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Mental Health News Archive

» Mental Health Library » Mental Health News Archive
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How #MeToo, awareness months and Facebook are helping us heal
If we have learned anything on social media in 2017 it’s that everything isn’t okay. Far from it. But we are finally starting to talk about it — according to researchers at Drexel University who study our relationships with social network sites. Their latest work, an examination of how and why women decide to disclose pregnancy loss on Facebook, sheds light on a shift in our social media behavior that is making it easier for people to come forward and share their painful, personal and ...
Drexel University - 2/16/2018


Romantic relationships buffer gay and lesbian youth from emotional distress
Lesbian and gay youth showed significantly less psychological distress and were buffered against the negative effects of bullying and victimization when they were in a relationship than when they were not, reports a new Northwestern Medicine study conducted in collaboration with the University of Cincinnati. The finding is particularly important because prior research has not found a protective effect like this for support from parents and friends.
Northwestern University - 2/15/2018


Running helps the brain counteract negative effect of stress, study finds: Exercise protects vital memory and learning functions
Most people agree that getting a little exercise helps when dealing with stress. A new BYU study discovers exercise under stress also helps protect your memory. The study, newly published in the journal of Neurobiology of Learning and Memory, finds that running mitigates the negative impacts chronic stress has on the hippocampus, the part of the brain responsible for learning and memory.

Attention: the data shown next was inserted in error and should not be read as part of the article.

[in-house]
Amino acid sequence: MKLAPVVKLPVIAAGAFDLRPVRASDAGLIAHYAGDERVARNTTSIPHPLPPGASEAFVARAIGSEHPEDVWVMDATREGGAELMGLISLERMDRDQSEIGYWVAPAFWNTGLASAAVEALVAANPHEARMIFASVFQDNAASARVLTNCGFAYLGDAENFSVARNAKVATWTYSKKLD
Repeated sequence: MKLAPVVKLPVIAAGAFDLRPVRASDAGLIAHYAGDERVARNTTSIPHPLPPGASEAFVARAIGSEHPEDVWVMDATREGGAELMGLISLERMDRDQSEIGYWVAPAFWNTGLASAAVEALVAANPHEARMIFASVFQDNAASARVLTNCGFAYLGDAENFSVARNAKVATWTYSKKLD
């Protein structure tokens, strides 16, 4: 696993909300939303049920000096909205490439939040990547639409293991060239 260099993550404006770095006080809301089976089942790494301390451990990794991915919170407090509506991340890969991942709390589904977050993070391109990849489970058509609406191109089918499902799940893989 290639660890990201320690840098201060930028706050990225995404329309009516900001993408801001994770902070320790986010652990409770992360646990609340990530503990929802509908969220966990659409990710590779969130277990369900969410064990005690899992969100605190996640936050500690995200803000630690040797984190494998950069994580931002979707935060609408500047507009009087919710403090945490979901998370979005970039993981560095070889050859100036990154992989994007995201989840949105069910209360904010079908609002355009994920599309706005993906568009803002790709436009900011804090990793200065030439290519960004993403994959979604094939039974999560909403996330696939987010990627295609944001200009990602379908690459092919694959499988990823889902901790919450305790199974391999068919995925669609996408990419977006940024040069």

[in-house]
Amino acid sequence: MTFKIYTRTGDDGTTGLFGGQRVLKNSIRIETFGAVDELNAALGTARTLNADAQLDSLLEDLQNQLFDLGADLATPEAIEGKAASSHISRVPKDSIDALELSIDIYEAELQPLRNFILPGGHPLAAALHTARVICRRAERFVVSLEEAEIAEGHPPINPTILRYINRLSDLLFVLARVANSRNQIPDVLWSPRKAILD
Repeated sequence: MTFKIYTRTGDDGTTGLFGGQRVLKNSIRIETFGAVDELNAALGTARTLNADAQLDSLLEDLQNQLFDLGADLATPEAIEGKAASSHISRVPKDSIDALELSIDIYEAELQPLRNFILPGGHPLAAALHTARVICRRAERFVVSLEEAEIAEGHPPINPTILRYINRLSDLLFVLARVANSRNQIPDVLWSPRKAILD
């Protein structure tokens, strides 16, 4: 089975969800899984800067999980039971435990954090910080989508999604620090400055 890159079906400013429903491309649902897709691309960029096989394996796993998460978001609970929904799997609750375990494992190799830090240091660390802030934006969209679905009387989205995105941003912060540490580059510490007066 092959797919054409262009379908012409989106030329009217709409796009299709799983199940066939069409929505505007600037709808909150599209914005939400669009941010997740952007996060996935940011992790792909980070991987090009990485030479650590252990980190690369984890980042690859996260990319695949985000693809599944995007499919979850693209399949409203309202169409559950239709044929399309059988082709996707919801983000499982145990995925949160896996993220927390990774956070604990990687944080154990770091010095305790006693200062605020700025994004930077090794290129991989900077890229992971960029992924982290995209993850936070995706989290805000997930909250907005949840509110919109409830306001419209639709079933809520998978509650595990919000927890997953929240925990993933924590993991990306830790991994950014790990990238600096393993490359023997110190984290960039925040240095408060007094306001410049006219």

Brigham Young University - 2/14/2018


Sibling bullying makes psychotic disorders three times more likely
People who were bullied by siblings during childhood are up to three times more likely to develop psychotic disorders such as schizophrenia in early adulthood, according to new research by the University of Warwick. Led by Professor Dieter Wolke (senior author) at Warwick's Department of Psychology, this is the first study to explore the relationship between sibling bullying and the development of psychotic disorders.
University of Warwick - 2/12/2018


Acne linked with increased risk of depression
In an analysis of one of the largest electronic medical records databases in the world, researchers found that patients with acne had a significantly increased risk of developing major depression, but only in the first 5 years after being diagnosed with acne. The British Journal of Dermatology analysis included data from The Health Improvement Network (THIN) (1986-2012), a large primary care database in the United Kingdom.
Wiley - 2/7/2018


Opioid Cessation May Be More Successful When Depression Is Treated
Opioid cessation in non-cancer pain may be more successful when depression is treated to remission, a Saint Louis University study shows. The study, "Impact of adherence to antidepressants and on long-term prescription opioid use" was published in the February issue of the British Journal of Psychiatry. Jeffrey Scherrer, Ph.D., professor of family and community medicine at Saint Louis University and his co-authors have found depression is a consequence of chronic opioid use.